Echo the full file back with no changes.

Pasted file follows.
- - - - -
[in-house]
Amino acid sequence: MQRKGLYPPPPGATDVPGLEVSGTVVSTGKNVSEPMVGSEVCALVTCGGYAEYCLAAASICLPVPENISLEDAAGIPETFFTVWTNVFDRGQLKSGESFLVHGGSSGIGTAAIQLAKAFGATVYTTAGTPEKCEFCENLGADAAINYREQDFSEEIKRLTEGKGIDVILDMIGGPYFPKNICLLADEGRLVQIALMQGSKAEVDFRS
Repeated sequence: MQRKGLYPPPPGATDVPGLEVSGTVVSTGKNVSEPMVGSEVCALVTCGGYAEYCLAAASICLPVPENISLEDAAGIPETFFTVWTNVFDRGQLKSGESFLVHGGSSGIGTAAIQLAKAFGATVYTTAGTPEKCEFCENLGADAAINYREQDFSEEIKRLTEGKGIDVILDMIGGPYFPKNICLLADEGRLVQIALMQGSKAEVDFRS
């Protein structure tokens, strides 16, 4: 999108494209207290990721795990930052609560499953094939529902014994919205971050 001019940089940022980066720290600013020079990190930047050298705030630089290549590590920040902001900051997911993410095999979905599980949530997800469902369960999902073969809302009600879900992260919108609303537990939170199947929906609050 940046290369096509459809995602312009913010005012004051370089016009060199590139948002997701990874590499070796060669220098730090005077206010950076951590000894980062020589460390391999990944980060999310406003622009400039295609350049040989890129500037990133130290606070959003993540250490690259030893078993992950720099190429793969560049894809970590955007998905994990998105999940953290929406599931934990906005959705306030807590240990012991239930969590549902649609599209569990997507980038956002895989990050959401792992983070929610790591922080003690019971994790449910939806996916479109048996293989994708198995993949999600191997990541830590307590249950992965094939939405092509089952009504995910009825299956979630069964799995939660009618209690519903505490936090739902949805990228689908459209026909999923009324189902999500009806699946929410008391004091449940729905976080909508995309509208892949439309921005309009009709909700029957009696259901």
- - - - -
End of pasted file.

[in-house]
Amino acid sequence: MQRKGLYPPPPGATDVPGLEVSGTVVSTGKNVSEPMVGSEVCALVTCGGYAEYCLAAASICLPVPENISLEDAAGIPETFFTVWTNVFDRGQLKSGESFLVHGGSSGIGTAAIQLAKAFGATVYTTAGTPEKCEFCENLGADAAINYREQDFSEEIKRLTEGKGIDVILDMIGGPYFPKNICLLADEGRLVQIALMQGSKAEVDFRS
Repeated sequence: MQRKGLYPPPPGATDVPGLEVSGTVVSTGKNVSEPMVGSEVCALVTCGGYAEYCLAAASICLPVPENISLEDAAGIPETFFTVWTNVFDRGQLKSGESFLVHGGSSGIGTAAIQLAKAFGATVYTTAGTPEKCEFCENLGADAAINYREQDFSEEIKRLTEGKGIDVILDMIGGPYFPKNICLLADEGRLVQIALMQGSKAEVDFRS
């Protein structure tokens, strides 16, 4: 999108494209207290990721795990930052609560499953094939529902014994919205971050 001019940089940022980066720290600013020079990190930047050298705030630089290549590590920040902001900051997911993410095999979905599980949530997800469902369960999902073969809302009600879900992260919108609303537990939170199947929906609050 940046290369096509459809995602312009913010005012004051370089016009060199590139948002997701990874590499070796060669220098730090005077206010950076951590000894980062020589460390391999990944980060999310406003622009400039295609350049040989890129500037990133130290606070959003993540250490690259030893078993992950720099190429793969560049894809970590955007998905994990998105999940953290929406599931934990906005959705306030807590240990012991239930969590549902649609599209569990997507980038956002895989990050959401792992983070929610790591922080003690019971994790449910939806996916479109048996293989994708198995993949999600191997990541830590307590249950992965094939939405092509089952009504995910009825299956979630069964799995939660009618209690519903505490936090739902949805990228689908459209026909999923009324189902999500009806699946929410008391004091449940729905976080909508995309509208892949439309921005309009009709909700029957009696259901």